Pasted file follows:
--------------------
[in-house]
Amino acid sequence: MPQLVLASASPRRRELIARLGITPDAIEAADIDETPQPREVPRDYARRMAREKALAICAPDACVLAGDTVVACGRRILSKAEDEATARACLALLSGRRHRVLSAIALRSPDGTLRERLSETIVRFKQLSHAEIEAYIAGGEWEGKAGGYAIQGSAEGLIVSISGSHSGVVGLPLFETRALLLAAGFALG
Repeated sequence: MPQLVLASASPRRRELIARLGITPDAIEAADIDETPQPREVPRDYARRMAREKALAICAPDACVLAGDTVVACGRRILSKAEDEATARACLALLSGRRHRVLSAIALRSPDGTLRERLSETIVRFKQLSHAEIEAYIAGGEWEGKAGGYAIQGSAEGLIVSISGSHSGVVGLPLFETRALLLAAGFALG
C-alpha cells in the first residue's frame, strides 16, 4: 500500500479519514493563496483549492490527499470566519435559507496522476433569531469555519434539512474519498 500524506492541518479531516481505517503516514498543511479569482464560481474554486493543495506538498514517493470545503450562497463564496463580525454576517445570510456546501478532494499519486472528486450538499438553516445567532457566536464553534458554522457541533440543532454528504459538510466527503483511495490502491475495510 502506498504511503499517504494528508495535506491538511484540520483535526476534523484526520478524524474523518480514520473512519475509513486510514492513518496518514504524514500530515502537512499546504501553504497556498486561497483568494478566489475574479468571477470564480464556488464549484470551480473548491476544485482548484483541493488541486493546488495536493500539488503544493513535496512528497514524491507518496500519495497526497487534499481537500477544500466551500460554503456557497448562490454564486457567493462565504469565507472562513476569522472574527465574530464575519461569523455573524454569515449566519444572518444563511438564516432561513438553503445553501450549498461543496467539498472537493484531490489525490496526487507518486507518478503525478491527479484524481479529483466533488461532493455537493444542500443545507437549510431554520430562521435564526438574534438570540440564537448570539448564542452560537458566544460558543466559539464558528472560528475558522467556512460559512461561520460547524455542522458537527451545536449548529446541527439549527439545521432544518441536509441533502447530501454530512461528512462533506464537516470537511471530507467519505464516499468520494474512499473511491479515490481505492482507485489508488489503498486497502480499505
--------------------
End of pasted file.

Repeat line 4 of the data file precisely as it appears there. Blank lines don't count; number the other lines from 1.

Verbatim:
C-alpha cells in the first residue's frame, strides 16, 4: 500500500479519514493563496483549492490527499470566519435559507496522476433569531469555519434539512474519498 500524506492541518479531516481505517503516514498543511479569482464560481474554486493543495506538498514517493470545503450562497463564496463580525454576517445570510456546501478532494499519486472528486450538499438553516445567532457566536464553534458554522457541533440543532454528504459538510466527503483511495490502491475495510 502506498504511503499517504494528508495535506491538511484540520483535526476534523484526520478524524474523518480514520473512519475509513486510514492513518496518514504524514500530515502537512499546504501553504497556498486561497483568494478566489475574479468571477470564480464556488464549484470551480473548491476544485482548484483541493488541486493546488495536493500539488503544493513535496512528497514524491507518496500519495497526497487534499481537500477544500466551500460554503456557497448562490454564486457567493462565504469565507472562513476569522472574527465574530464575519461569523455573524454569515449566519444572518444563511438564516432561513438553503445553501450549498461543496467539498472537493484531490489525490496526487507518486507518478503525478491527479484524481479529483466533488461532493455537493444542500443545507437549510431554520430562521435564526438574534438570540440564537448570539448564542452560537458566544460558543466559539464558528472560528475558522467556512460559512461561520460547524455542522458537527451545536449548529446541527439549527439545521432544518441536509441533502447530501454530512461528512462533506464537516470537511471530507467519505464516499468520494474512499473511491479515490481505492482507485489508488489503498486497502480499505